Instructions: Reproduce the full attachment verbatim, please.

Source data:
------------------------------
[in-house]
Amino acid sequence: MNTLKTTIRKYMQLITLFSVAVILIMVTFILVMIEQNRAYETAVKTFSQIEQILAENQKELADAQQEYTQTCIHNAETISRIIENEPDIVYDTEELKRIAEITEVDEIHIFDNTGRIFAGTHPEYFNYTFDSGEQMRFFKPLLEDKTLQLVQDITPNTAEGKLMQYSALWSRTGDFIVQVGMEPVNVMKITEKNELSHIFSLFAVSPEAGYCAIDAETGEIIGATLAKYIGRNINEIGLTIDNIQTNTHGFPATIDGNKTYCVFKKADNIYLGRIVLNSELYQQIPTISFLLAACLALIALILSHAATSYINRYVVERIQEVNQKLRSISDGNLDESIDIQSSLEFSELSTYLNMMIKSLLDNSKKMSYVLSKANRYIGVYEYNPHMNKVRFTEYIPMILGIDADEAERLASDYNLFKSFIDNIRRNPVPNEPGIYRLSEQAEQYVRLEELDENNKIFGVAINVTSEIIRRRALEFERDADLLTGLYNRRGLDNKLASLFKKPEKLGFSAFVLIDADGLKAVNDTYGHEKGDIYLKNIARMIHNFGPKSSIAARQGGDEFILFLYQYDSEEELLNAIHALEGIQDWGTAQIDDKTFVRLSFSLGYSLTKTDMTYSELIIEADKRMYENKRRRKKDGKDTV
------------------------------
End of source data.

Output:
[in-house]
Amino acid sequence: MNTLKTTIRKYMQLITLFSVAVILIMVTFILVMIEQNRAYETAVKTFSQIEQILAENQKELADAQQEYTQTCIHNAETISRIIENEPDIVYDTEELKRIAEITEVDEIHIFDNTGRIFAGTHPEYFNYTFDSGEQMRFFKPLLEDKTLQLVQDITPNTAEGKLMQYSALWSRTGDFIVQVGMEPVNVMKITEKNELSHIFSLFAVSPEAGYCAIDAETGEIIGATLAKYIGRNINEIGLTIDNIQTNTHGFPATIDGNKTYCVFKKADNIYLGRIVLNSELYQQIPTISFLLAACLALIALILSHAATSYINRYVVERIQEVNQKLRSISDGNLDESIDIQSSLEFSELSTYLNMMIKSLLDNSKKMSYVLSKANRYIGVYEYNPHMNKVRFTEYIPMILGIDADEAERLASDYNLFKSFIDNIRRNPVPNEPGIYRLSEQAEQYVRLEELDENNKIFGVAINVTSEIIRRRALEFERDADLLTGLYNRRGLDNKLASLFKKPEKLGFSAFVLIDADGLKAVNDTYGHEKGDIYLKNIARMIHNFGPKSSIAARQGGDEFILFLYQYDSEEELLNAIHALEGIQDWGTAQIDDKTFVRLSFSLGYSLTKTDMTYSELIIEADKRMYENKRRRKKDGKDTV